In performance agreements, Stephen Covey says: consequences become the natural or logical result of performance rather than a reward or punishment arbitrarily handled out by the person in charge.

If these elements are mutually understood and agreed upon by you and your employees,  performance appraisal would be easy, as the employees could judge and evaluate their own performance based on these criteria.

A Regional Director is conducting Performance Agreement discussion with her supervisors.

I’m inviting you to give your views on this article by leaving your comments below this post.

Your friend,

Nimia Acebes

Four Effective Ways to Make Performance Appraisal Easier for Everyone

One day, one of my supervisors came to my office and requested that one of his employees shall be reassigned due to poor performance in his office.  When I called the attention of the employee for his poor performance as verbally reported to me by his supervisor, he reacted: “Is he kidding, Madam?  He always gave me a “Very Satisfactory” performance rating every rating period.”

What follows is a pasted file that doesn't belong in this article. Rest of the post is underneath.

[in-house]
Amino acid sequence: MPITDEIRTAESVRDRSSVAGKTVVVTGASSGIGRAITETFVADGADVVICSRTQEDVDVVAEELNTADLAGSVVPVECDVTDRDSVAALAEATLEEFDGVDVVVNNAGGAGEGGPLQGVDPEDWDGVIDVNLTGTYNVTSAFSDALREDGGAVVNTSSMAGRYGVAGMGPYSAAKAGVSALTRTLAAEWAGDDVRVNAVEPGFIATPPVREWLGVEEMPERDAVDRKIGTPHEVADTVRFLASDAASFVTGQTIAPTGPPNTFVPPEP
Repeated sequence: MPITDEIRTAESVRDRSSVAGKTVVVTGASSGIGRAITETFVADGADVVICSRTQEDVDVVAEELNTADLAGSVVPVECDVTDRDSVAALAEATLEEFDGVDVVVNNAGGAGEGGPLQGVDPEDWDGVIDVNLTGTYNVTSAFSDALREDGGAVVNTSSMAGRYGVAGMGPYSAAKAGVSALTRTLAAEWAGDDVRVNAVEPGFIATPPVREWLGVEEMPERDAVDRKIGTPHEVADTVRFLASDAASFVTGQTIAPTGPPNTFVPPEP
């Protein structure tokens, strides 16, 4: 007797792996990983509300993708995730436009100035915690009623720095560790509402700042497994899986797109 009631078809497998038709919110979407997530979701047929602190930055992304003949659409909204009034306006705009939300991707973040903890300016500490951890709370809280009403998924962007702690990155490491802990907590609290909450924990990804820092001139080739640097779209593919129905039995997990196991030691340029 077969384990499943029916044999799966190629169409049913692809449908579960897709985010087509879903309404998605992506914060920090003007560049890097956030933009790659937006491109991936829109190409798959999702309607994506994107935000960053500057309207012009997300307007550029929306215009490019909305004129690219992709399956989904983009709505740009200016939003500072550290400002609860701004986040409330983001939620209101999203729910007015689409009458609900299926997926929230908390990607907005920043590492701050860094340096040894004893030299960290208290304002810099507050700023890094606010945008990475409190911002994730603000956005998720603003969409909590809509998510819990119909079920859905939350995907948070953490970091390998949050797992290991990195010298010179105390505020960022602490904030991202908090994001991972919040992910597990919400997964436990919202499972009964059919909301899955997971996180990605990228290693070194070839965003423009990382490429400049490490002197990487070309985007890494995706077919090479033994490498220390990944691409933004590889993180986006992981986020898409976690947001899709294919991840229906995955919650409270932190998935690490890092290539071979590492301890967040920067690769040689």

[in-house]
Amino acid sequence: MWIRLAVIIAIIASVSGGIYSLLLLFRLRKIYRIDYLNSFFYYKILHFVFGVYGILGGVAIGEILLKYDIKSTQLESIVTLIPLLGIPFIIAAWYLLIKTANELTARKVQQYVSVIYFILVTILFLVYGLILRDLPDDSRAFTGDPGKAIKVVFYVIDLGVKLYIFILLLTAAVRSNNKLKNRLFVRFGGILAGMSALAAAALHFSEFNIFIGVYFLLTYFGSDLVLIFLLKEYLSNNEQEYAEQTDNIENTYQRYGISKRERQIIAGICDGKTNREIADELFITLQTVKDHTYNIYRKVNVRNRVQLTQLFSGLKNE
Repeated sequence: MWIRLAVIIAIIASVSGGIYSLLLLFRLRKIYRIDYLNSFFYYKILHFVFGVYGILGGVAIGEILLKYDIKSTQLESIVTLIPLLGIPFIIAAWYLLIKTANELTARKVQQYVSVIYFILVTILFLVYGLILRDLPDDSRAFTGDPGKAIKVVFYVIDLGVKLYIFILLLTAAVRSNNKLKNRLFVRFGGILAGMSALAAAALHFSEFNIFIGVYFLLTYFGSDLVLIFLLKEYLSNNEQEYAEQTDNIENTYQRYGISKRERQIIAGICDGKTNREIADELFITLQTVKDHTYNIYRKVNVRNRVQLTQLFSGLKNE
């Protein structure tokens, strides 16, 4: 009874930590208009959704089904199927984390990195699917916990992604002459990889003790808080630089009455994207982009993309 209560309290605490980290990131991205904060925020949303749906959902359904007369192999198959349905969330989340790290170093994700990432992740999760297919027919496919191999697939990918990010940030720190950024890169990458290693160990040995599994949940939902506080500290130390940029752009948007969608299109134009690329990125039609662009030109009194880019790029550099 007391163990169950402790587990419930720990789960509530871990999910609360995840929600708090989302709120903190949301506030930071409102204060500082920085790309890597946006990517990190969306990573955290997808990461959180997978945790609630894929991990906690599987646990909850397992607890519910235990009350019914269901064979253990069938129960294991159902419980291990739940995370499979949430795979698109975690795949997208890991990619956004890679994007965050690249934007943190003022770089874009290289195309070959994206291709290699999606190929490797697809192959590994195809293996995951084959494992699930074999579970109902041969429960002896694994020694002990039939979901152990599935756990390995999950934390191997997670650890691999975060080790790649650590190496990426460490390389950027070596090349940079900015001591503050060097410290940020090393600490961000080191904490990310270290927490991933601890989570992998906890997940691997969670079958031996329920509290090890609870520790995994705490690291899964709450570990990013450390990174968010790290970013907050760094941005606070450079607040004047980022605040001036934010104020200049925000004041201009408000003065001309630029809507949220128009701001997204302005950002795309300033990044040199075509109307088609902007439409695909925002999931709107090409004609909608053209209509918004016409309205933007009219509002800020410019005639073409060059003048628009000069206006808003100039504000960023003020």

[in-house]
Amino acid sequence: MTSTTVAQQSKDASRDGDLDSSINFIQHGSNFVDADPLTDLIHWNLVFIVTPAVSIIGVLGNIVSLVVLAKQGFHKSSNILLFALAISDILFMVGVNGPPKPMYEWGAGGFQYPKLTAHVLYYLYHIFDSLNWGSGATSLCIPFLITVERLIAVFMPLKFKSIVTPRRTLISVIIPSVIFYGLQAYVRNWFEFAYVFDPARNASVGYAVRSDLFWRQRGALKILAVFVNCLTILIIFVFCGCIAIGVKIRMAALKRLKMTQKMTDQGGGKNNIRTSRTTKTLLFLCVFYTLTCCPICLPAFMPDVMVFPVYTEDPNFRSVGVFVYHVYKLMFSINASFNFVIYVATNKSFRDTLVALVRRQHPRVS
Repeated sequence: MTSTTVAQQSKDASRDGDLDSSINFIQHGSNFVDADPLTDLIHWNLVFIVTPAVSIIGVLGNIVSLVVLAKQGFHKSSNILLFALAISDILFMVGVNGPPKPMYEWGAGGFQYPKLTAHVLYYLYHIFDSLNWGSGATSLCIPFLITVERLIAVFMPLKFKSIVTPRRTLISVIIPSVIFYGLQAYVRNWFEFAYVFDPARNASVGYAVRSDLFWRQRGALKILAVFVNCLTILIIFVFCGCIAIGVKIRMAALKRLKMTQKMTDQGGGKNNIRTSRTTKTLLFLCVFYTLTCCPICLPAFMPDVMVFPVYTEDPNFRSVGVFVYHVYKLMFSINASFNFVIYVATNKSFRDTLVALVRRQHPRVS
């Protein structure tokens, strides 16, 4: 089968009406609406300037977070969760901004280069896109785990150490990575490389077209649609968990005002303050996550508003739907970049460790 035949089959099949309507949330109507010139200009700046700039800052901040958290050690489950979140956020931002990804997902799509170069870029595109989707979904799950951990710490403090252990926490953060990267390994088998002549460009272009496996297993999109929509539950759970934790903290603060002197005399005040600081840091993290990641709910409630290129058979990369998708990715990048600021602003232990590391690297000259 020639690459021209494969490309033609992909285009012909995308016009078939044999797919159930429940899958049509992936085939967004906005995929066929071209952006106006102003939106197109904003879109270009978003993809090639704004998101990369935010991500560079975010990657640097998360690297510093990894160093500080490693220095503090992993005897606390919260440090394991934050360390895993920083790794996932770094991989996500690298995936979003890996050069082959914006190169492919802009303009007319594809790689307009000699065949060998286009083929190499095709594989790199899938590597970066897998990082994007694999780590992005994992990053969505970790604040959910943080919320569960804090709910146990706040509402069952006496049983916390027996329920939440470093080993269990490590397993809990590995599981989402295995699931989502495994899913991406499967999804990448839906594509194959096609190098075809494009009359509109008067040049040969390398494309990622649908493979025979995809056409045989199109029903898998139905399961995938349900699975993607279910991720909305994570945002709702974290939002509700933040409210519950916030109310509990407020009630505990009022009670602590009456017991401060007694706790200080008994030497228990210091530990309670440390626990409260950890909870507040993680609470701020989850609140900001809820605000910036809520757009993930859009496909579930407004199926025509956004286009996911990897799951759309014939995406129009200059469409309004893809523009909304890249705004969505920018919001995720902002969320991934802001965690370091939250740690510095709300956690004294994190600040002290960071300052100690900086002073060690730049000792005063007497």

At the end of the rating period, the employee just simply copies his or her previous performance appraisal forms and submits them to the supervisor for confirmation and signature.

On the other hand, majority of the supervisors are not honest in rating their employees.  The supervisor gives a “Very Satisfactory” rating to the employee even if he or she doesn’t deserve it, as the supervisor is sick of getting arguments from his people when they didn’t get the rating they thought they deserve.